Aharon Keshales’ and Navot Papushado’s horror film Rabies was a solid success on the festival circuit, and considered the first of that genre made in their native Isreal, but the thrumming buzz coming off of their follow-up effort, the violent cops and child-killer fable, Big Bad Wolves has secured plaudits from the likes of Quentin Tarantino and now a theatrical roll-out across Canada. The film is already being shown on a single screen in Toronto before expanding to Vancouver this weekend with more cities to follow.
The story of Big Bad Wolves is actually very run of the mill. A series of brutal murders have left a number of young girls dead but with his newest victim, Dror, the suspect, may have made a grave error. The missing girl’s father Gidi is not one to sit idly by and when it looks like the police are going to let the main suspect go, he takes matters into his own hands and kidnaps Dror for questioning. Miki, a disgraced cop on his own trail of redemption, tracks down the suspect to Gidi’s newly acquired country home where he is thrown together with the blood thirsty father as the pair try to find the missing girl.
As with Rabies, Keshales and Papushado’s movie is a well oiled, great looking thriller. The pair are hugely talented behind the camera, delivering a movie that looks sharp and well polished and far more accomplished than I could have expected from a second feature. Borrowing heavily from a number of different genres, Big Bad Wolves feels like it owes a lot to Sam Raimi’s early work, a mix of comedy and horror with an undercurrent of violence.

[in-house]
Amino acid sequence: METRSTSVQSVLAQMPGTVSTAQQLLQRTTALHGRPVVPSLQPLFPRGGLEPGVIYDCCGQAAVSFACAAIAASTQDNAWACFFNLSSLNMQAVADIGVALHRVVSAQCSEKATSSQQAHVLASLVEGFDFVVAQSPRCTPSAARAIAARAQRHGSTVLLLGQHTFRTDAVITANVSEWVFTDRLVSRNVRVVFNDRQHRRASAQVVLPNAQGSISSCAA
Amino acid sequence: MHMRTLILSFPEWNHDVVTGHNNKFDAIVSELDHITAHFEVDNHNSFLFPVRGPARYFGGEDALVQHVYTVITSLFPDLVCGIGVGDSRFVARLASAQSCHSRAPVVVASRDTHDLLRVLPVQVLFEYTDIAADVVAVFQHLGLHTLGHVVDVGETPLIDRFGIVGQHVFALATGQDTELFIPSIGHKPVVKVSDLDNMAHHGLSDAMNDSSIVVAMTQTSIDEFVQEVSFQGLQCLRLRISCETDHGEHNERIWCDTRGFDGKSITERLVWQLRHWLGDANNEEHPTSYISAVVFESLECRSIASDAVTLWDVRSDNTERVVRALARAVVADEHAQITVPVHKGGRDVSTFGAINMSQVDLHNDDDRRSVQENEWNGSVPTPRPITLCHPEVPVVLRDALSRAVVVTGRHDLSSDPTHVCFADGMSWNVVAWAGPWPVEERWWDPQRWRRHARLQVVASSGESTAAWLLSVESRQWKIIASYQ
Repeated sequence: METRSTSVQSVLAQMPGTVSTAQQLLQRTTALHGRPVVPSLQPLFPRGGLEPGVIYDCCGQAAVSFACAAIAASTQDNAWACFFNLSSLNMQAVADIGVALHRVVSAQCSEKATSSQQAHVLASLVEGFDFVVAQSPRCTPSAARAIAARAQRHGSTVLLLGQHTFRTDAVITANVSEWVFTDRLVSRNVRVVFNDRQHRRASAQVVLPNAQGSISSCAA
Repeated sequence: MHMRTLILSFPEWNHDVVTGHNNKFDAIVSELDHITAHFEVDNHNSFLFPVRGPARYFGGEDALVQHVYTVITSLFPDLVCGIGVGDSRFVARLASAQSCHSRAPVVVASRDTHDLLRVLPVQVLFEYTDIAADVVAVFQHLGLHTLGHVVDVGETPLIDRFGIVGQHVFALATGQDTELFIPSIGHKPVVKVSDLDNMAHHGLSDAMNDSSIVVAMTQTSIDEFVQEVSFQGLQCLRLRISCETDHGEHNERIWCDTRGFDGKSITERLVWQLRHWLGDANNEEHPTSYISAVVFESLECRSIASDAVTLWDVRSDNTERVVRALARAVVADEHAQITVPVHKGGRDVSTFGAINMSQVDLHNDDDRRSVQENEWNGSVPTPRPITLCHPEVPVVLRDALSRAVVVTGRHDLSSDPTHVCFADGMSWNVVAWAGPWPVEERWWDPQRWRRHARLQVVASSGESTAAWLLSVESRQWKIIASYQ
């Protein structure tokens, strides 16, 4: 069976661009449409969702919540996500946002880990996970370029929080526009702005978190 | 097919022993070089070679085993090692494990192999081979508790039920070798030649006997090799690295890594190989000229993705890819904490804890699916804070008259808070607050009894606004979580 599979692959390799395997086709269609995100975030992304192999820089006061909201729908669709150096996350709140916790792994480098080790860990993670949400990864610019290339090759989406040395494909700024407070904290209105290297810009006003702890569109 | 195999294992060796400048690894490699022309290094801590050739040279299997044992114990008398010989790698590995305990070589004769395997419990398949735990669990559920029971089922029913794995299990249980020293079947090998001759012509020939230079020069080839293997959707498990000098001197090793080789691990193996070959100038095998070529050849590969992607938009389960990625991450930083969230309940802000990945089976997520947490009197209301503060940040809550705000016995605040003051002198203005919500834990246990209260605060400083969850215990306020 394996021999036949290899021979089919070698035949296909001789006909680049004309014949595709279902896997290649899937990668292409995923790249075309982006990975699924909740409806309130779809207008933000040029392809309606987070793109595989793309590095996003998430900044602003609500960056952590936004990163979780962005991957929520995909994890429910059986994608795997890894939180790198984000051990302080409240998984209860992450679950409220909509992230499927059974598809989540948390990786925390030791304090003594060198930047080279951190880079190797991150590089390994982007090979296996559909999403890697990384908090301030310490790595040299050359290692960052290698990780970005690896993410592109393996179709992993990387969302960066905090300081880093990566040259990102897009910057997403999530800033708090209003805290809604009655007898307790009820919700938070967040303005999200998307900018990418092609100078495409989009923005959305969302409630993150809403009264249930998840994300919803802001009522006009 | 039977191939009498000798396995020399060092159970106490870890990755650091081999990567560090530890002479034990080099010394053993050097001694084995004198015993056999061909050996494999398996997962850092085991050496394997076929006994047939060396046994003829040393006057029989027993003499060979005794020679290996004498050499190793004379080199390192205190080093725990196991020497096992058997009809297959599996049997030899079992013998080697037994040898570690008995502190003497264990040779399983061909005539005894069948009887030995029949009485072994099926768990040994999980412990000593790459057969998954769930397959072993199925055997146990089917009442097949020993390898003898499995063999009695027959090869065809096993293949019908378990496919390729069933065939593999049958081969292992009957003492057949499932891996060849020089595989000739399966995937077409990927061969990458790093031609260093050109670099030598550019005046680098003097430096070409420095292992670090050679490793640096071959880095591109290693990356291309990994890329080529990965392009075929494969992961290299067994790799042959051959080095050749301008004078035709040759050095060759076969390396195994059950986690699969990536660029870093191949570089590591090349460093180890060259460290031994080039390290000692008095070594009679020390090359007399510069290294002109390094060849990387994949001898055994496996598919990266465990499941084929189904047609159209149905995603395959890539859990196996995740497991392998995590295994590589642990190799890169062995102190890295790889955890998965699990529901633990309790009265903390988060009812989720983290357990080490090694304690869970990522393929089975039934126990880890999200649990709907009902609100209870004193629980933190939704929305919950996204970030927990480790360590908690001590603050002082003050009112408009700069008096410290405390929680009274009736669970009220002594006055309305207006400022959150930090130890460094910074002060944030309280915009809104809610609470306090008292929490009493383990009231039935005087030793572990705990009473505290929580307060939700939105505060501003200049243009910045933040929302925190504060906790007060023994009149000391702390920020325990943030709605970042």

Much of Big Bad Wolves unfolds in Gidi’s basement with round upon round of torture that would make Eli Roth squeal with glee. The scenes of torture are perfectly balanced, Keshales and Papushado know exactly how much their audience can take before they lose interest or become too disgusted to continue with the story, and the movie walks this fine line throughout, perfectly balancing the various elements to deliver a movie that is not quite a horror movie, not quite a thriller and not really a comedy but a mix of the three.
In truth, Big Bad Wolves is not new but rarely do we get to see a movie that, on the surface, looks and feels like a mainstream thriller but which, at nearly every turn, goes against the grain. Some of the laughs are inappropriate, some of the violence is really over the top and there are moments that really should not work, but do. What’s more is that buried under all of the genre contraptions, there is also a heartfelt story of a father desperate to find his daughter and a rogue cop who plays outside the reach of the law but who has not lost sight of the fact that the detained man might be innocent.
Morality play aside – though it is unmistakably present – Big Bad Wolves is hugely entertaining; a thriller that occasionally steps into horror territory and which is not afraid to throw in a few laughs for good measure. See it if you can!